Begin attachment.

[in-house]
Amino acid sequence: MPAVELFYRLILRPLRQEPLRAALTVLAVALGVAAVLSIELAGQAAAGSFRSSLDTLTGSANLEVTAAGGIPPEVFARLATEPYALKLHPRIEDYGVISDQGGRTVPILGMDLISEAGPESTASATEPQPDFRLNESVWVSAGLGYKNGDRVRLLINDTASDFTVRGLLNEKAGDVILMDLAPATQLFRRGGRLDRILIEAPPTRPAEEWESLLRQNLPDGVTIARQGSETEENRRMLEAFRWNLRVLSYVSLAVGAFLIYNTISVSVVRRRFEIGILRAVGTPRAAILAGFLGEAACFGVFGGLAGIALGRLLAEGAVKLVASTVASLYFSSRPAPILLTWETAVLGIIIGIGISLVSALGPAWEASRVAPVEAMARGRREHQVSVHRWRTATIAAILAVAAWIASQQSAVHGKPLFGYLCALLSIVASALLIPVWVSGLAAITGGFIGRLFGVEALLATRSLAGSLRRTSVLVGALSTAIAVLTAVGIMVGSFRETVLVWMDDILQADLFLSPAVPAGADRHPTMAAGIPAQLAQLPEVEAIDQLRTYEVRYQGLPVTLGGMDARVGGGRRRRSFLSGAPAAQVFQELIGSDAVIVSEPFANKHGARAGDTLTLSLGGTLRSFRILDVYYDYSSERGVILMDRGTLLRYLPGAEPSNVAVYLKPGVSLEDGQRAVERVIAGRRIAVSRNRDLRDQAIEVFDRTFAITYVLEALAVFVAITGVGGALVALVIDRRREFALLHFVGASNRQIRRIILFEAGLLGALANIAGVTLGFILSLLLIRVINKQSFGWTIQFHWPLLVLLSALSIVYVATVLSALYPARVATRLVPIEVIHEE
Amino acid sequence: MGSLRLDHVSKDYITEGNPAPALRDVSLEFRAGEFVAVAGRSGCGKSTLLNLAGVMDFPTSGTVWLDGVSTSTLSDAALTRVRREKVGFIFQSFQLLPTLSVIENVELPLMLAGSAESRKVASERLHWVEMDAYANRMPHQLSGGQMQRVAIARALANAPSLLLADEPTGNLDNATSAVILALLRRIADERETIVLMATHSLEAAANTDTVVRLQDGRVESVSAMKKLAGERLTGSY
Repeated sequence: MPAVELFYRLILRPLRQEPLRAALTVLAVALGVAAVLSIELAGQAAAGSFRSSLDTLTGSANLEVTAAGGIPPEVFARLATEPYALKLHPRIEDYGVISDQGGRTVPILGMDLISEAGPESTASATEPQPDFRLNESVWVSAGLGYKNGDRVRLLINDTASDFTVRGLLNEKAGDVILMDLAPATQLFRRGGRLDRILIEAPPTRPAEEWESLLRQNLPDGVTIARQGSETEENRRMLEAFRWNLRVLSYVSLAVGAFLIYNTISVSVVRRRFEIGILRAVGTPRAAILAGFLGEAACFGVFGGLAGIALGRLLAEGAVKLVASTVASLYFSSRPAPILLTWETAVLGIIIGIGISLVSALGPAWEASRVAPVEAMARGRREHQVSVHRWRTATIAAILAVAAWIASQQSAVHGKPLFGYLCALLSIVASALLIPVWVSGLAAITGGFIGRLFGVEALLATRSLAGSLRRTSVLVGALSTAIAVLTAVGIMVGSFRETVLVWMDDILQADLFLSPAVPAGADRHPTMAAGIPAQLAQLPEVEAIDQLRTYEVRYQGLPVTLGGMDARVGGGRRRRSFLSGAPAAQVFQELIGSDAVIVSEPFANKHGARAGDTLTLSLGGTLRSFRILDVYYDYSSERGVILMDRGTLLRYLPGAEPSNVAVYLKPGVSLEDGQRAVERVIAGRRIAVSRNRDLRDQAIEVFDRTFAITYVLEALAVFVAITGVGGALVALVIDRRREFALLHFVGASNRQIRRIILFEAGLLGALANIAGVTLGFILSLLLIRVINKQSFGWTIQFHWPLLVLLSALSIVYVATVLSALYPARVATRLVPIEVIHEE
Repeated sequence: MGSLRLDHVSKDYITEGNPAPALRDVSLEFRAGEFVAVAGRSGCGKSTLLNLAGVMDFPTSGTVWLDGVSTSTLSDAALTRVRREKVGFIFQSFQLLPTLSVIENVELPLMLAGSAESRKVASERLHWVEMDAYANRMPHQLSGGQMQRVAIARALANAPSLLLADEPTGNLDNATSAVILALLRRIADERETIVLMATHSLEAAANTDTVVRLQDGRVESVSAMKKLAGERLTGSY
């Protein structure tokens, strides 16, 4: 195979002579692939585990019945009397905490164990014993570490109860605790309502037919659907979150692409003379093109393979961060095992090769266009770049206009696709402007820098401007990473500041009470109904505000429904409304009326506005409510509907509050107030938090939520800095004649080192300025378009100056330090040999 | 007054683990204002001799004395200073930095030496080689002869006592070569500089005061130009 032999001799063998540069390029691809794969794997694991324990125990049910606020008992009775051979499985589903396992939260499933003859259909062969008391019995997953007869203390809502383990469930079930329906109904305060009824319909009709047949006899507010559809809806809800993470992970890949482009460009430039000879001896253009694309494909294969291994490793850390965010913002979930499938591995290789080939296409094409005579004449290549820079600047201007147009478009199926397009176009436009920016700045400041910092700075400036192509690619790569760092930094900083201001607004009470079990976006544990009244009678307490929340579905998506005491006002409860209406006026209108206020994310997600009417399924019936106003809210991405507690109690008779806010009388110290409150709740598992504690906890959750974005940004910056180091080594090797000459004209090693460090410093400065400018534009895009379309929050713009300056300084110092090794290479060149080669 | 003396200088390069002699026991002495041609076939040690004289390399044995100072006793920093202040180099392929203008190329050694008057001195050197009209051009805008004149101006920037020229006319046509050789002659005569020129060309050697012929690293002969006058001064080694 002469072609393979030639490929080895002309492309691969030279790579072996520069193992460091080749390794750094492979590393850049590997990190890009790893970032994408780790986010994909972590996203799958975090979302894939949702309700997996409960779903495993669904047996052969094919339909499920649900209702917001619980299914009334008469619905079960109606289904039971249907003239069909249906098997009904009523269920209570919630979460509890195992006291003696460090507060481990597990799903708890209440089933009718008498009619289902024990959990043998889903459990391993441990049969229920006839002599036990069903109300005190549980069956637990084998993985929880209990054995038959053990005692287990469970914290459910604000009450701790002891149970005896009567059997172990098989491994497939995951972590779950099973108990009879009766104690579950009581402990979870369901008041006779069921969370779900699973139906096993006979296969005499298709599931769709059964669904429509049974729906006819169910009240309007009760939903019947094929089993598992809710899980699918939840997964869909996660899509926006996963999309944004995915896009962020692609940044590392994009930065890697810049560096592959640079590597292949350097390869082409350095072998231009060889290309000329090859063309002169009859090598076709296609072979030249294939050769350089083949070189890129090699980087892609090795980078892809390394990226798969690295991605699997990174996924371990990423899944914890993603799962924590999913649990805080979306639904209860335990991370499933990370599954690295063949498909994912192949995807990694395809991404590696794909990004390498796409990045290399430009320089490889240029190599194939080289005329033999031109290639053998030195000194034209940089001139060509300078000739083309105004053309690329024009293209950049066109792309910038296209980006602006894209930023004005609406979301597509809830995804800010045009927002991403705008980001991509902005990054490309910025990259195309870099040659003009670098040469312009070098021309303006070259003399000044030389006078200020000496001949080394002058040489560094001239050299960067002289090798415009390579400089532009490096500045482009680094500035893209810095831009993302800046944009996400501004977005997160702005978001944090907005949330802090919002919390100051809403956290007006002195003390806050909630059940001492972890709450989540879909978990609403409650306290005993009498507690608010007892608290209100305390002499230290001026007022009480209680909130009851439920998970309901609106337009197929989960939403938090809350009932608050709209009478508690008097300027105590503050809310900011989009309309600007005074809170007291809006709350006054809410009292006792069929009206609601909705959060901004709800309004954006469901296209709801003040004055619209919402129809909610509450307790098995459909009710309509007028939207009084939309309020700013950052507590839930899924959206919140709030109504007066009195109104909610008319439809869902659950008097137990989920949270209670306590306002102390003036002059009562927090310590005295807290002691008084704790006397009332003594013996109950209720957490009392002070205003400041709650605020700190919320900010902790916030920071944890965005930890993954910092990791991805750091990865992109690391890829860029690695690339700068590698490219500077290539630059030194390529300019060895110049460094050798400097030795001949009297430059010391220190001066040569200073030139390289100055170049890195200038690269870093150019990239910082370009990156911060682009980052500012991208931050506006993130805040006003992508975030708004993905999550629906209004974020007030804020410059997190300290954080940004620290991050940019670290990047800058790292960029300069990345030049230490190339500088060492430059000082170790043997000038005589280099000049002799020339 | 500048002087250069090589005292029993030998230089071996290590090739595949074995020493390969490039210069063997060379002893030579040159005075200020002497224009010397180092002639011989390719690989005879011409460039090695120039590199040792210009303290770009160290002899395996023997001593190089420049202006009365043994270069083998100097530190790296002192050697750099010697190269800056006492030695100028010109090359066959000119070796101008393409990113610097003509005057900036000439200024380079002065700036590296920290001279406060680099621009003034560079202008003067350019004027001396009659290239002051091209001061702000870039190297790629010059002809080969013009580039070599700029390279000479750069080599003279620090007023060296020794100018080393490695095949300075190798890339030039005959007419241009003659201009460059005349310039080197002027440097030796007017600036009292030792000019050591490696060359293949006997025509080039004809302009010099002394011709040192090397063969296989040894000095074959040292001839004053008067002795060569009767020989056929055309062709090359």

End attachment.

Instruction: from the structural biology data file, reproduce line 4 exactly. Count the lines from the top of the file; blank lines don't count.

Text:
Repeated sequence: MPAVELFYRLILRPLRQEPLRAALTVLAVALGVAAVLSIELAGQAAAGSFRSSLDTLTGSANLEVTAAGGIPPEVFARLATEPYALKLHPRIEDYGVISDQGGRTVPILGMDLISEAGPESTASATEPQPDFRLNESVWVSAGLGYKNGDRVRLLINDTASDFTVRGLLNEKAGDVILMDLAPATQLFRRGGRLDRILIEAPPTRPAEEWESLLRQNLPDGVTIARQGSETEENRRMLEAFRWNLRVLSYVSLAVGAFLIYNTISVSVVRRRFEIGILRAVGTPRAAILAGFLGEAACFGVFGGLAGIALGRLLAEGAVKLVASTVASLYFSSRPAPILLTWETAVLGIIIGIGISLVSALGPAWEASRVAPVEAMARGRREHQVSVHRWRTATIAAILAVAAWIASQQSAVHGKPLFGYLCALLSIVASALLIPVWVSGLAAITGGFIGRLFGVEALLATRSLAGSLRRTSVLVGALSTAIAVLTAVGIMVGSFRETVLVWMDDILQADLFLSPAVPAGADRHPTMAAGIPAQLAQLPEVEAIDQLRTYEVRYQGLPVTLGGMDARVGGGRRRRSFLSGAPAAQVFQELIGSDAVIVSEPFANKHGARAGDTLTLSLGGTLRSFRILDVYYDYSSERGVILMDRGTLLRYLPGAEPSNVAVYLKPGVSLEDGQRAVERVIAGRRIAVSRNRDLRDQAIEVFDRTFAITYVLEALAVFVAITGVGGALVALVIDRRREFALLHFVGASNRQIRRIILFEAGLLGALANIAGVTLGFILSLLLIRVINKQSFGWTIQFHWPLLVLLSALSIVYVATVLSALYPARVATRLVPIEVIHEE